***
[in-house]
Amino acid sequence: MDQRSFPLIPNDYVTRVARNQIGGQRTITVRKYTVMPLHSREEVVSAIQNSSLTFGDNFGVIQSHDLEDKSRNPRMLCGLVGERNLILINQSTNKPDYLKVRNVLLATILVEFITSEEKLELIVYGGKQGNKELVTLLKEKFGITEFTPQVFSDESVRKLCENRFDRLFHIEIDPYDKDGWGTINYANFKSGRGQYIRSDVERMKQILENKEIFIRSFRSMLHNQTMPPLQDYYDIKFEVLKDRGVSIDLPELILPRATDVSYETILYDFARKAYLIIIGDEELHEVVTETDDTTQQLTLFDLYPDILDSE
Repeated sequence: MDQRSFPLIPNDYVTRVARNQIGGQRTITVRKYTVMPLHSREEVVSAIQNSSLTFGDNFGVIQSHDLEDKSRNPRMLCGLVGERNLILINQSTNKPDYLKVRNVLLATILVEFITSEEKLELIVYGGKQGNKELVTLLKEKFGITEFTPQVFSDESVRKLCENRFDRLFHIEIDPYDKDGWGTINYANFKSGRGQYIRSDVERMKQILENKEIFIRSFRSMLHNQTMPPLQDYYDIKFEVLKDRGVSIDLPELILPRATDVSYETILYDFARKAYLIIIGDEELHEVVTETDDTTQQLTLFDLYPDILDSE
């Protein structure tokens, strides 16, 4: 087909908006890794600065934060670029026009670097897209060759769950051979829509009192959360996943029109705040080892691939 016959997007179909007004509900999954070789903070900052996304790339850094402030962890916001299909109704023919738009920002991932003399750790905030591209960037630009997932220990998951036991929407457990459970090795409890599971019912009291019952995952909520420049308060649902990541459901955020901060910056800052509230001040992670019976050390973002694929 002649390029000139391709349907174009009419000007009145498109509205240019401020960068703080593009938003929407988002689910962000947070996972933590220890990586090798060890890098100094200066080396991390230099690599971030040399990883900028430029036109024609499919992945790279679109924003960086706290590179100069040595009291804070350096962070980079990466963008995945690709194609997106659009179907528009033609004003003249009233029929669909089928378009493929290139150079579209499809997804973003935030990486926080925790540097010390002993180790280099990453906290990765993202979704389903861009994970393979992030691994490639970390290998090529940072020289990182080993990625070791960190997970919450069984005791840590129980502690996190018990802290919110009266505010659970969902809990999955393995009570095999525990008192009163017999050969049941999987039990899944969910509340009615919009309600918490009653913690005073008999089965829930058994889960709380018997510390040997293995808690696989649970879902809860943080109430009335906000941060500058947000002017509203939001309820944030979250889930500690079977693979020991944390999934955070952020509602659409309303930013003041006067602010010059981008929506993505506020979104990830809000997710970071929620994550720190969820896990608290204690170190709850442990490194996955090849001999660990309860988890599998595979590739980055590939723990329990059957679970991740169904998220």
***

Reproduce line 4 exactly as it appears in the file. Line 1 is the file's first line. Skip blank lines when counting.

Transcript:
């Protein structure tokens, strides 16, 4: 087909908006890794600065934060670029026009670097897209060759769950051979829509009192959360996943029109705040080892691939 016959997007179909007004509900999954070789903070900052996304790339850094402030962890916001299909109704023919738009920002991932003399750790905030591209960037630009997932220990998951036991929407457990459970090795409890599971019912009291019952995952909520420049308060649902990541459901955020901060910056800052509230001040992670019976050390973002694929 002649390029000139391709349907174009009419000007009145498109509205240019401020960068703080593009938003929407988002689910962000947070996972933590220890990586090798060890890098100094200066080396991390230099690599971030040399990883900028430029036109024609499919992945790279679109924003960086706290590179100069040595009291804070350096962070980079990466963008995945690709194609997106659009179907528009033609004003003249009233029929669909089928378009493929290139150079579209499809997804973003935030990486926080925790540097010390002993180790280099990453906290990765993202979704389903861009994970393979992030691994490639970390290998090529940072020289990182080993990625070791960190997970919450069984005791840590129980502690996190018990802290919110009266505010659970969902809990999955393995009570095999525990008192009163017999050969049941999987039990899944969910509340009615919009309600918490009653913690005073008999089965829930058994889960709380018997510390040997293995808690696989649970879902809860943080109430009335906000941060500058947000002017509203939001309820944030979250889930500690079977693979020991944390999934955070952020509602659409309303930013003041006067602010010059981008929506993505506020979104990830809000997710970071929620994550720190969820896990608290204690170190709850442990490194996955090849001999660990309860988890599998595979590739980055590939723990329990059957679970991740169904998220």